Artificial intelligence (AI) could mitigate up to 5 to 10% of global greenhouse gas emissions by 2030, according to a new report from Google and Boston Consulting Group.
“The United Nations’ Intergovernmental Panel on Climate Change (IPCC) forecasts that the world needs to reduce emissions by 43% by 2030,” the tech giant wrote in the report.
“We believe that AI and collective action can help achieve this goal and create a sustainable future for everyone.”
To maximise the potential of AI, Google suggests that it requires “collective action” from policymakers, city planners, business leaders and individuals.
In particular, policymakers play a “central role” in enabling the use of AI for climate action by encouraging data sharing and affordable technology while also supporting the creation and expansion of technology and climate-related upskilling programmes for businesses.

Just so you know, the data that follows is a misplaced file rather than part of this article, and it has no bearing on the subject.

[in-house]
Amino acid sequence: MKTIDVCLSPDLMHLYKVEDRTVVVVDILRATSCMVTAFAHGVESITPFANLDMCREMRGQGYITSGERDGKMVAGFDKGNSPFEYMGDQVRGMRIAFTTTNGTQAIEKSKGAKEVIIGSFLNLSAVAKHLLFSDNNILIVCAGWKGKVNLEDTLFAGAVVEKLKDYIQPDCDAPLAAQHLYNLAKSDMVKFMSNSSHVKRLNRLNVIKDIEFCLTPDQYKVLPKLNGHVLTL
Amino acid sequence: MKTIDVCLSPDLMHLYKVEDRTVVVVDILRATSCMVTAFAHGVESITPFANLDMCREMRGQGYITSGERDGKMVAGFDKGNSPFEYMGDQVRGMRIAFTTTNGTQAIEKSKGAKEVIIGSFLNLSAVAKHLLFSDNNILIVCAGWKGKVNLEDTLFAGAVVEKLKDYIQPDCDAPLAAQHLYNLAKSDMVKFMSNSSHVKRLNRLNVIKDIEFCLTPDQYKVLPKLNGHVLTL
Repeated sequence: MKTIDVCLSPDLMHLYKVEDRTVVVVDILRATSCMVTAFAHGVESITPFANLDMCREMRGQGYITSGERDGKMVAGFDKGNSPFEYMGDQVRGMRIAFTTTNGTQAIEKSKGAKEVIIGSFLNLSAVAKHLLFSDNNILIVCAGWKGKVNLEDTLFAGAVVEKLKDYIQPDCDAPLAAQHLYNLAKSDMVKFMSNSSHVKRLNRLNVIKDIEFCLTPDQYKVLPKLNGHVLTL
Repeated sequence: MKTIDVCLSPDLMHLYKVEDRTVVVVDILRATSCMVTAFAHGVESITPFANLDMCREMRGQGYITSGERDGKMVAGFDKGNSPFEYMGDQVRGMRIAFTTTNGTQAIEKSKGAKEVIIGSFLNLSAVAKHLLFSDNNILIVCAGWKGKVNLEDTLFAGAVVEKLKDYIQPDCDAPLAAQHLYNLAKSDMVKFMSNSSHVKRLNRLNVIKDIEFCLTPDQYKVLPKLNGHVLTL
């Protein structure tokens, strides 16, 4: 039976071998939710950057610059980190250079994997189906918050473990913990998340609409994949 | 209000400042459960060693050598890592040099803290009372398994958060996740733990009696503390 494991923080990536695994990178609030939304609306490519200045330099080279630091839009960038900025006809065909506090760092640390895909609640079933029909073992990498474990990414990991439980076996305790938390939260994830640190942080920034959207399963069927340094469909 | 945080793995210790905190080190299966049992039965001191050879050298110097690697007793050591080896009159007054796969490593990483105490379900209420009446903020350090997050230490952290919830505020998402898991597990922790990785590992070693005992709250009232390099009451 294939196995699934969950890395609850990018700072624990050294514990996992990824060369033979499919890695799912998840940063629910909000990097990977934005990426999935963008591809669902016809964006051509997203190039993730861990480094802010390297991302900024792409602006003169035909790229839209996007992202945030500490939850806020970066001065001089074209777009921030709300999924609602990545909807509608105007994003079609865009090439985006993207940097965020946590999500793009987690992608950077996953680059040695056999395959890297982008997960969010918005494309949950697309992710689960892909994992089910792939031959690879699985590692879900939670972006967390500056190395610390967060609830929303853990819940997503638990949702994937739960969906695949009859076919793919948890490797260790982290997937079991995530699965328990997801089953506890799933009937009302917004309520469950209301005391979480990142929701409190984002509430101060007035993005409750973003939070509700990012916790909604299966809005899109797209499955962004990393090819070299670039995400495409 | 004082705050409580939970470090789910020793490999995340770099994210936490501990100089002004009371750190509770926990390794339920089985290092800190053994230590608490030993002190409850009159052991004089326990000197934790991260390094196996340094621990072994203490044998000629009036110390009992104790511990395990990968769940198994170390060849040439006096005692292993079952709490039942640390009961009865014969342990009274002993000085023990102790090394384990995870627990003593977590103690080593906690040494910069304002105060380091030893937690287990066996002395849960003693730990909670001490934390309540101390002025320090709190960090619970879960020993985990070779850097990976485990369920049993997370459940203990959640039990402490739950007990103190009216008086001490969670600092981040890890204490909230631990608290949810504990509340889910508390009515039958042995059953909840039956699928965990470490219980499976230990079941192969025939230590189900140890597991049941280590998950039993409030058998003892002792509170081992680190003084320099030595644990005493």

Google added that policymakers need to promote “environmentally and socially responsible development of AI.”
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The tech company acknowledged that AI impacts the environment , stating that AI needs to be built “responsibly” and its environmental impact needs to be managed.
“To minimise the carbon footprint of AI workloads, we rely on tested practices that can reduce the energy required to train an AI model by up to 100 times and reduce associated emissions by up to 1,000 times,” Google wrote.
“A Google-owned and -operated data centre is on average more than 1.5 times as energy efficient as a typical enterprise data centre, and the average annual power usage effectiveness (PUE) for our global fleet of data centres was 1.10, compared with the industry average of 1.55.
“We take a climate-conscious approach to cooling our data centres, as we continue to champion responsible water use,” it added.
Currently, Google is trialling a new scheme in Greater Manchester that uses AI to reduce the amount of stop and go traffic.
At the time, the company’s managing director and vice president Debbie Weinstein added: “AI is the most profound technology that we’re working on today, with potential to boost the UK’s productivity and support net zero ambitions.”